Education•Patiāla, Punjab, India•
About: Thapar University is a(n) education organization based out in Patiāla, Punjab, India. It is known for research contribution in the topic(s): Cloud computing & Fuzzy logic. The organization has 2944 authors who have published 8558 publication(s) receiving 130392 citation(s).
Papers published on a yearly basis
01 Sep 2007-Bioresource Technology
TL;DR: The purpose of this paper is to review the available information on various attributes of utilization of microbial and plant derived biomass and explores the possibility of exploiting them for heavy metal remediation.
Abstract: Discharge of heavy metals from metal processing industries is known to have adverse effects on the environment. Conventional treatment technologies for removal of heavy metals from aqueous solution are not economical and generate huge quantity of toxic chemical sludge. Biosorption of heavy metals by metabolically inactive non-living biomass of microbial or plant origin is an innovative and alternative technology for removal of these pollutants from aqueous solution. Due to unique chemical composition biomass sequesters metal ions by forming metal complexes from solution and obviates the necessity to maintain special growth-supporting conditions. Biomass of Aspergillus niger, Penicillium chrysogenum, Rhizopus nigricans, Ascophyllum nodosum, Sargassum natans, Chlorella fusca, Oscillatoria anguistissima, Bacillus firmus and Streptomyces sp. have highest metal adsorption capacities ranging from 5 to 641 mg g(-1) mainly for Pb, Zn, Cd, Cr, Cu and Ni. Biomass generated as a by-product of fermentative processes offers great potential for adopting an economical metal-recovery system. The purpose of this paper is to review the available information on various attributes of utilization of microbial and plant derived biomass and explores the possibility of exploiting them for heavy metal remediation.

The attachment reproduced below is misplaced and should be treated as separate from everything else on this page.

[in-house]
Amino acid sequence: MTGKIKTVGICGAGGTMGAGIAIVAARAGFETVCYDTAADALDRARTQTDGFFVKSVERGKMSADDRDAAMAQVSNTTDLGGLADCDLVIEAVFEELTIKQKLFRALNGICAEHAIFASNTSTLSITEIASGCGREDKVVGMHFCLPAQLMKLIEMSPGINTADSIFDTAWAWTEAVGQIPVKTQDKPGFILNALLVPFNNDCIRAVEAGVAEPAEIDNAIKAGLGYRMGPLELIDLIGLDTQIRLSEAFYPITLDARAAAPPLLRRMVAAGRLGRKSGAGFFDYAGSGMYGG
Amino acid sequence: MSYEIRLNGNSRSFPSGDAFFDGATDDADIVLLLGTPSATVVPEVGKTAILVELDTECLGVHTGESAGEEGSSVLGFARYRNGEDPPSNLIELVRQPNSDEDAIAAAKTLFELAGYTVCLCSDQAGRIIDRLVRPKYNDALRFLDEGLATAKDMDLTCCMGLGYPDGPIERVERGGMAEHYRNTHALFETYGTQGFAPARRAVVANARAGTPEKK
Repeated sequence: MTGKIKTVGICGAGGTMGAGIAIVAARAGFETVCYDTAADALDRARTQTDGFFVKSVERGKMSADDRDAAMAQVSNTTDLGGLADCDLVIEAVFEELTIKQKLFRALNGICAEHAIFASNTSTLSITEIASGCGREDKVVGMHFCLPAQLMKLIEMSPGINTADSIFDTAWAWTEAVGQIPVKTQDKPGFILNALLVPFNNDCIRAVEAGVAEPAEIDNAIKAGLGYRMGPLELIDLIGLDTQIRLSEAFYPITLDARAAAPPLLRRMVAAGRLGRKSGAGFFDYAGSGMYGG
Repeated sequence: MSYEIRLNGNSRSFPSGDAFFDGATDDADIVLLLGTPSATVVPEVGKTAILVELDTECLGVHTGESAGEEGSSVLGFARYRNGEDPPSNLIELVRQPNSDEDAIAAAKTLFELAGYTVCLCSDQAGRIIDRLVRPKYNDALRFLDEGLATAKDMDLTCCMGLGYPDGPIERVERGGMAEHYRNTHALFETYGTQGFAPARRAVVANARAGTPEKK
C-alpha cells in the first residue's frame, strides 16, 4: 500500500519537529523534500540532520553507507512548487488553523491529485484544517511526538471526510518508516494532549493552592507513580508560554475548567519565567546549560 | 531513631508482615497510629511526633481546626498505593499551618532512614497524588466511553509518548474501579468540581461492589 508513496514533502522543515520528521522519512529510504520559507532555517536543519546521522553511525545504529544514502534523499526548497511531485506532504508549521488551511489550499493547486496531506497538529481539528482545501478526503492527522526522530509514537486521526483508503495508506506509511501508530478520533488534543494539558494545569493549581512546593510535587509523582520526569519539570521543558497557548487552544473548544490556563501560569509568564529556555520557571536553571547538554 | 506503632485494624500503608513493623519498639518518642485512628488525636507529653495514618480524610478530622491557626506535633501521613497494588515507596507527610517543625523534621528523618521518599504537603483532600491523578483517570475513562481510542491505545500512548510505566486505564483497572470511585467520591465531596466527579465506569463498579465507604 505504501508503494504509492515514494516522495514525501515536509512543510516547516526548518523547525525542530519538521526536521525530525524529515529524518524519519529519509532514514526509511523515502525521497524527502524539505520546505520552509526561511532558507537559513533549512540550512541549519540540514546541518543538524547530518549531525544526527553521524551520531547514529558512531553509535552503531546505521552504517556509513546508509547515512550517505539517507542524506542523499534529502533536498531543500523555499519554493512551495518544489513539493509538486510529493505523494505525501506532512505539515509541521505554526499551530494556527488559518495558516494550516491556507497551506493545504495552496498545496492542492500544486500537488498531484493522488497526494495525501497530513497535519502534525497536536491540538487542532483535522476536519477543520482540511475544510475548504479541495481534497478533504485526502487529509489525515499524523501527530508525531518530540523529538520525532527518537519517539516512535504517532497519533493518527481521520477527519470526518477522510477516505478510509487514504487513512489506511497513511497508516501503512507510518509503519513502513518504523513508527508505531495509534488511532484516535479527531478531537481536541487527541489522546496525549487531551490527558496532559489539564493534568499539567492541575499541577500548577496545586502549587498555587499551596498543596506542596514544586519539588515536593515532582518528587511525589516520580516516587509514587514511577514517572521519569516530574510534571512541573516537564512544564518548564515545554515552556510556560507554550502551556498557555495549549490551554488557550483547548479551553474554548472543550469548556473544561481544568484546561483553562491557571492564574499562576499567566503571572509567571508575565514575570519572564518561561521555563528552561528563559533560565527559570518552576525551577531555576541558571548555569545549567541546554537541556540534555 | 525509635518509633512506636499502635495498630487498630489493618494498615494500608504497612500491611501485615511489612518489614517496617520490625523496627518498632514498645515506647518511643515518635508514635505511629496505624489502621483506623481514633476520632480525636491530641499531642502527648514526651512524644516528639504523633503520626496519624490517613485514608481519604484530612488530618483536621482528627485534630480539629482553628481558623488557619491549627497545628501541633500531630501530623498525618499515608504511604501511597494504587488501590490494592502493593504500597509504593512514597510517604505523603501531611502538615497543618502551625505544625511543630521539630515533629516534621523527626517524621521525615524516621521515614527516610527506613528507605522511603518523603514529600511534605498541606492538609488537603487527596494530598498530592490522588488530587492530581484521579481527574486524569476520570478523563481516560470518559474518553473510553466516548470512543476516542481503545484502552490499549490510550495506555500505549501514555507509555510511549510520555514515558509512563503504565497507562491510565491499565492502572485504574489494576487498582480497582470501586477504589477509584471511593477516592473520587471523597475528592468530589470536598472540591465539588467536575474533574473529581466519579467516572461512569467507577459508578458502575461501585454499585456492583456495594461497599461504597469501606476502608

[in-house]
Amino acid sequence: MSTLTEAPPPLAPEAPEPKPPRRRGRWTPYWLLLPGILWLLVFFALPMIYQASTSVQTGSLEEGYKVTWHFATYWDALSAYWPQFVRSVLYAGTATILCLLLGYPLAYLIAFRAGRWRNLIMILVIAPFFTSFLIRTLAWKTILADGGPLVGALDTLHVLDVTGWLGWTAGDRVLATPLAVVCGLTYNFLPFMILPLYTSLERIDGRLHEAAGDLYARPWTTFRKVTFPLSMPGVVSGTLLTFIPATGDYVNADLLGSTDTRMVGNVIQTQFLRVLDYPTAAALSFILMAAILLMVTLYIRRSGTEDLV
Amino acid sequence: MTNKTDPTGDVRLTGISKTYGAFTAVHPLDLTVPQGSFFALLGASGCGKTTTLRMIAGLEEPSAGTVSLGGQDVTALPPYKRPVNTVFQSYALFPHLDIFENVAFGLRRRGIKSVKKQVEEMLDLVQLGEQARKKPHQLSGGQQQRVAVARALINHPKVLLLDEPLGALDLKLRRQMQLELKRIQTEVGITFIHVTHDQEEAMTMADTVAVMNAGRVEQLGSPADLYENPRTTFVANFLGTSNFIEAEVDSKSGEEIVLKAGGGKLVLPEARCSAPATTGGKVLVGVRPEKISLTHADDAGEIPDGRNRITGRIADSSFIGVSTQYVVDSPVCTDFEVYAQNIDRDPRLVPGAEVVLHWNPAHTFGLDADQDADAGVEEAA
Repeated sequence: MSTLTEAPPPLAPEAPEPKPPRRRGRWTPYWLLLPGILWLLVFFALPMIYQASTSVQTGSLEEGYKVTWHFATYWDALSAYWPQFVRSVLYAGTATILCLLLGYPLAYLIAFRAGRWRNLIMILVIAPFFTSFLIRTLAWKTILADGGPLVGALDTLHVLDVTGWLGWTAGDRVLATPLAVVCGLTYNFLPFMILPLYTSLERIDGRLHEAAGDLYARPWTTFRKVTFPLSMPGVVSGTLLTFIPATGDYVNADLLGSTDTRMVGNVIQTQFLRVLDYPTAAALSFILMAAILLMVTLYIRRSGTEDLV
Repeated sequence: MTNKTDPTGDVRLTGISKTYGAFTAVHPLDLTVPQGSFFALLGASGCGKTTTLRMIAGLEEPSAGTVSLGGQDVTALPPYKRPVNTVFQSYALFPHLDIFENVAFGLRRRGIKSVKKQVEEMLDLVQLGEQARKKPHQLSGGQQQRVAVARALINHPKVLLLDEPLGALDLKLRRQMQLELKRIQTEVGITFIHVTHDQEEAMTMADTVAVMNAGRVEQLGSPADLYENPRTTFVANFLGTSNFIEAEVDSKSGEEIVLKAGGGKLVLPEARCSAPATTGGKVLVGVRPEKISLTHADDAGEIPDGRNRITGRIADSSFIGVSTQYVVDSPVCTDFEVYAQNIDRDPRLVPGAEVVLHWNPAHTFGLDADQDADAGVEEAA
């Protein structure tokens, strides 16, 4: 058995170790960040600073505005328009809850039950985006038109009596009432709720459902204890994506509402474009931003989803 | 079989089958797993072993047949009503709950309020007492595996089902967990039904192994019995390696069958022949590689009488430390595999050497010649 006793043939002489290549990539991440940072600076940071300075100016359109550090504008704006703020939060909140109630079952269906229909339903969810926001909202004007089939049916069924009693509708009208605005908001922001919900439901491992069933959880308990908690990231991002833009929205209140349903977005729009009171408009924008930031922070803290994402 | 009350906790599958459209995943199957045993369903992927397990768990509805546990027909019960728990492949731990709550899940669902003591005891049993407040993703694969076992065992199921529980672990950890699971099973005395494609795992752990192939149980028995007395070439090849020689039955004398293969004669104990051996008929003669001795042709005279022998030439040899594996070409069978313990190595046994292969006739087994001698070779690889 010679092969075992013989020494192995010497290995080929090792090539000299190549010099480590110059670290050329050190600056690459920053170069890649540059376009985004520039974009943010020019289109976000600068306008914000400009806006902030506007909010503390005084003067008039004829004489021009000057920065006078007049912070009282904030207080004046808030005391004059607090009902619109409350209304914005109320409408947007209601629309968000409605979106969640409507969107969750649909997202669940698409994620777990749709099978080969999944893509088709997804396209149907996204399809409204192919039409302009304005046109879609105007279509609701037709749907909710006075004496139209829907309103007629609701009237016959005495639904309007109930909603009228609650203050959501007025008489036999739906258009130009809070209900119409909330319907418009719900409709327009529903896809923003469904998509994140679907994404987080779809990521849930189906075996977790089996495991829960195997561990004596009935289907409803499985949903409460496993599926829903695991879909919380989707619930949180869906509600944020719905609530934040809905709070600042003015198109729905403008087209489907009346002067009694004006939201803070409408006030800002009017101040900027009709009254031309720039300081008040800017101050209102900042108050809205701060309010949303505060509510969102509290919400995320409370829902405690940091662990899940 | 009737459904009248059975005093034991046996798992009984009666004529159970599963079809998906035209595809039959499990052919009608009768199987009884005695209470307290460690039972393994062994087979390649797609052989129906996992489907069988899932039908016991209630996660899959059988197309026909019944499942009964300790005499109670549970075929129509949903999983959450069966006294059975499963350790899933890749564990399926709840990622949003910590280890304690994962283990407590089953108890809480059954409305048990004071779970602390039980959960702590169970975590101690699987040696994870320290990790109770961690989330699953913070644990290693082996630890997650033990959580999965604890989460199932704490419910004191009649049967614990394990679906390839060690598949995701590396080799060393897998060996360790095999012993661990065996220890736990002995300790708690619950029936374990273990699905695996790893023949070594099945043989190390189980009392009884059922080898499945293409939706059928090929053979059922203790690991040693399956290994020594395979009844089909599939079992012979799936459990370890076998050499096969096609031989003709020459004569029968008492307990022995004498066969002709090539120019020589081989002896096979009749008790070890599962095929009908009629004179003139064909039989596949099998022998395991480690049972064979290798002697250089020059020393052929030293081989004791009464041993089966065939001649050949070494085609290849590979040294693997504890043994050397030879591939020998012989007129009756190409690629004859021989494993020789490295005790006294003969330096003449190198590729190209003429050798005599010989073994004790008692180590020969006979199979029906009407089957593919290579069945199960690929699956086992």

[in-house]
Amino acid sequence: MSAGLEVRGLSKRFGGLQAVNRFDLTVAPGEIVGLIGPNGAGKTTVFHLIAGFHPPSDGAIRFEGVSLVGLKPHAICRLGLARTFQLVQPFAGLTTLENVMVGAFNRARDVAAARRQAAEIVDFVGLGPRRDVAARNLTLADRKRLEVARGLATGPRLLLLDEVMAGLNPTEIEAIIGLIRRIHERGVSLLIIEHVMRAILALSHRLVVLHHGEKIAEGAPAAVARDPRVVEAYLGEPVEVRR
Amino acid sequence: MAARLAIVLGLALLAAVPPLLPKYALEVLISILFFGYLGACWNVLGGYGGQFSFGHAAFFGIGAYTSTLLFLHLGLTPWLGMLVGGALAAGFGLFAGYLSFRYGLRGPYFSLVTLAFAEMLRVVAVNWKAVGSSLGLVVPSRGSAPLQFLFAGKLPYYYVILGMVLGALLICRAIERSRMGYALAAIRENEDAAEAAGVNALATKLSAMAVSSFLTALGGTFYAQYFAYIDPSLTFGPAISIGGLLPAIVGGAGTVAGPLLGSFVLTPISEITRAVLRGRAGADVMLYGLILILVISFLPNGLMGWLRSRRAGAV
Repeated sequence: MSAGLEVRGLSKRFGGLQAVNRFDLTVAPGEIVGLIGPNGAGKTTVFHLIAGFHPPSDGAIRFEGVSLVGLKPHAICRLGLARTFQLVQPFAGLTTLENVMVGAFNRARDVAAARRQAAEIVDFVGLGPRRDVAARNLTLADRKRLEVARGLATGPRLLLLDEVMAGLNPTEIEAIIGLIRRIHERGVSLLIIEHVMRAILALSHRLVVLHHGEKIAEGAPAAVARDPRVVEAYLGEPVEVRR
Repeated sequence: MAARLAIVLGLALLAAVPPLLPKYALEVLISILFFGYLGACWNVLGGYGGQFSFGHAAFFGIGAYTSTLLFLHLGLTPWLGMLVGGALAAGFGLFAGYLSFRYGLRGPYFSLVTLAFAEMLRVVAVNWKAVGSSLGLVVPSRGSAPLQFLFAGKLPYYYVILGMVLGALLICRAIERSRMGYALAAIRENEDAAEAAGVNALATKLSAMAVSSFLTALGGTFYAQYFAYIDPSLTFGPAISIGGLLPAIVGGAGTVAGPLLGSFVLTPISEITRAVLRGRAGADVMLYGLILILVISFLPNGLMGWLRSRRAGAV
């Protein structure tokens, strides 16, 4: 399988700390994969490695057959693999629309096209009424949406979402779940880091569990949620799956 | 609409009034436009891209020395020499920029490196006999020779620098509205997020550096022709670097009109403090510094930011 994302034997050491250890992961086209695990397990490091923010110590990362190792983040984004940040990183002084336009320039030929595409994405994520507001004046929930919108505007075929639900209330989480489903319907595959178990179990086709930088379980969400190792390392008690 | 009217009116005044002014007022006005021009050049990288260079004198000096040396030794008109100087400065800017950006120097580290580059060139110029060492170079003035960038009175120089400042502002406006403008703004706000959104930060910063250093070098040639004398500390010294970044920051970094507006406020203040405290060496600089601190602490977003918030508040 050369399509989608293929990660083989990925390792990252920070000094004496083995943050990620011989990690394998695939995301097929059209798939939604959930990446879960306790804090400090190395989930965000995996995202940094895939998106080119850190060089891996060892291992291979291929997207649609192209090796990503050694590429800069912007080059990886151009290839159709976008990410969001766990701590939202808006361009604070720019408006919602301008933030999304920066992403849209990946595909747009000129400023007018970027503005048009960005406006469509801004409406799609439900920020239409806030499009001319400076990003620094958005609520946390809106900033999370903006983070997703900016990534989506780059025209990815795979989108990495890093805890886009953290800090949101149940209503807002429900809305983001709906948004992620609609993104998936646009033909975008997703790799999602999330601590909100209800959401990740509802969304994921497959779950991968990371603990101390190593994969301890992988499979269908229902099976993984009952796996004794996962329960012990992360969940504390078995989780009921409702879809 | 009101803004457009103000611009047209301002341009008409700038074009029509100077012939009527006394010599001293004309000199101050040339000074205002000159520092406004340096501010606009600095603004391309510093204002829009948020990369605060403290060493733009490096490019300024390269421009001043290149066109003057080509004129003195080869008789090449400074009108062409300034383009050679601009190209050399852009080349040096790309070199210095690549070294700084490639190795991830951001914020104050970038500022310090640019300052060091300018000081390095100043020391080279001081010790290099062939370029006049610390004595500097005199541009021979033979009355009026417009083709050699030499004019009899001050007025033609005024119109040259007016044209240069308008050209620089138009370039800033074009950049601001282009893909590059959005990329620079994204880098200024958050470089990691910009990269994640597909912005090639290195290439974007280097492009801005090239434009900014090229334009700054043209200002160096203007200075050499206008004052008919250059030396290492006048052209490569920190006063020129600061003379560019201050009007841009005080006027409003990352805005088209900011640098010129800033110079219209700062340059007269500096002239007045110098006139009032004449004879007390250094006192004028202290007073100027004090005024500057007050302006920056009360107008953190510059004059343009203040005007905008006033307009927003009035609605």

01 Jan 2008-Waste Management
TL;DR: The effect of recycled and waste plastic on bulk density, air content, workability, compressive strength, splitting tensile strength, modulus of elasticity, impact resistance, permeability, and abrasion resistance is discussed in this paper.